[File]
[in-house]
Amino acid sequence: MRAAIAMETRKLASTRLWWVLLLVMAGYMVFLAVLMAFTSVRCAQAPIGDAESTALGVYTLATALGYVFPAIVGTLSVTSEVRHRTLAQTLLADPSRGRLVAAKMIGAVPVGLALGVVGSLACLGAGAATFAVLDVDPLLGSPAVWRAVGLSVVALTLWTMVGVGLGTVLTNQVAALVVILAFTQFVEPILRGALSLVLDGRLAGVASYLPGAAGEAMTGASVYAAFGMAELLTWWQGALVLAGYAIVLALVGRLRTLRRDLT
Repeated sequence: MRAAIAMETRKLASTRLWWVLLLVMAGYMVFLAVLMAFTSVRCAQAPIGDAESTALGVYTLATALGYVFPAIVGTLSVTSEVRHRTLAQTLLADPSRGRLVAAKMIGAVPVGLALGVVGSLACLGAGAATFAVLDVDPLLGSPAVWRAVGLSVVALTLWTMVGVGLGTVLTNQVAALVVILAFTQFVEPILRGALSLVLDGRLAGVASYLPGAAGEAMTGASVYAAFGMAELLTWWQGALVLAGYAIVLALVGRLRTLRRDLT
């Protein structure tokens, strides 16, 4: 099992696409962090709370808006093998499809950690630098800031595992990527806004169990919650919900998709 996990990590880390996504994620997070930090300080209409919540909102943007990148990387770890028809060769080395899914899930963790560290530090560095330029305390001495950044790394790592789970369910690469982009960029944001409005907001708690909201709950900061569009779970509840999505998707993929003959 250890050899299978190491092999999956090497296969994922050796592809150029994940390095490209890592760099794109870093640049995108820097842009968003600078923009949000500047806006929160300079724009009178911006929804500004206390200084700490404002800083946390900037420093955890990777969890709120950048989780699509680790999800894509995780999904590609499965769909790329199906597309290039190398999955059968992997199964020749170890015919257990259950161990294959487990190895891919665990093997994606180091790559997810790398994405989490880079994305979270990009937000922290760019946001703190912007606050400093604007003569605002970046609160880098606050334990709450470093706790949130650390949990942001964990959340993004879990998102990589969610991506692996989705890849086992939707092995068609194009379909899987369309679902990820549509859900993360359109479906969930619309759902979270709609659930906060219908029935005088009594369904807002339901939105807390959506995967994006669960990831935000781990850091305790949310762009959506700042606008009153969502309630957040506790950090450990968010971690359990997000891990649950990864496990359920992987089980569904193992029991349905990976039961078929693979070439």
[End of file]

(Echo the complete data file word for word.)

[in-house]
Amino acid sequence: MRAAIAMETRKLASTRLWWVLLLVMAGYMVFLAVLMAFTSVRCAQAPIGDAESTALGVYTLATALGYVFPAIVGTLSVTSEVRHRTLAQTLLADPSRGRLVAAKMIGAVPVGLALGVVGSLACLGAGAATFAVLDVDPLLGSPAVWRAVGLSVVALTLWTMVGVGLGTVLTNQVAALVVILAFTQFVEPILRGALSLVLDGRLAGVASYLPGAAGEAMTGASVYAAFGMAELLTWWQGALVLAGYAIVLALVGRLRTLRRDLT
Repeated sequence: MRAAIAMETRKLASTRLWWVLLLVMAGYMVFLAVLMAFTSVRCAQAPIGDAESTALGVYTLATALGYVFPAIVGTLSVTSEVRHRTLAQTLLADPSRGRLVAAKMIGAVPVGLALGVVGSLACLGAGAATFAVLDVDPLLGSPAVWRAVGLSVVALTLWTMVGVGLGTVLTNQVAALVVILAFTQFVEPILRGALSLVLDGRLAGVASYLPGAAGEAMTGASVYAAFGMAELLTWWQGALVLAGYAIVLALVGRLRTLRRDLT
């Protein structure tokens, strides 16, 4: 099992696409962090709370808006093998499809950690630098800031595992990527806004169990919650919900998709 996990990590880390996504994620997070930090300080209409919540909102943007990148990387770890028809060769080395899914899930963790560290530090560095330029305390001495950044790394790592789970369910690469982009960029944001409005907001708690909201709950900061569009779970509840999505998707993929003959 250890050899299978190491092999999956090497296969994922050796592809150029994940390095490209890592760099794109870093640049995108820097842009968003600078923009949000500047806006929160300079724009009178911006929804500004206390200084700490404002800083946390900037420093955890990777969890709120950048989780699509680790999800894509995780999904590609499965769909790329199906597309290039190398999955059968992997199964020749170890015919257990259950161990294959487990190895891919665990093997994606180091790559997810790398994405989490880079994305979270990009937000922290760019946001703190912007606050400093604007003569605002970046609160880098606050334990709450470093706790949130650390949990942001964990959340993004879990998102990589969610991506692996989705890849086992939707092995068609194009379909899987369309679902990820549509859900993360359109479906969930619309759902979270709609659930906060219908029935005088009594369904807002339901939105807390959506995967994006669960990831935000781990850091305790949310762009959506700042606008009153969502309630957040506790950090450990968010971690359990997000891990649950990864496990359920992987089980569904193992029991349905990976039961078929693979070439």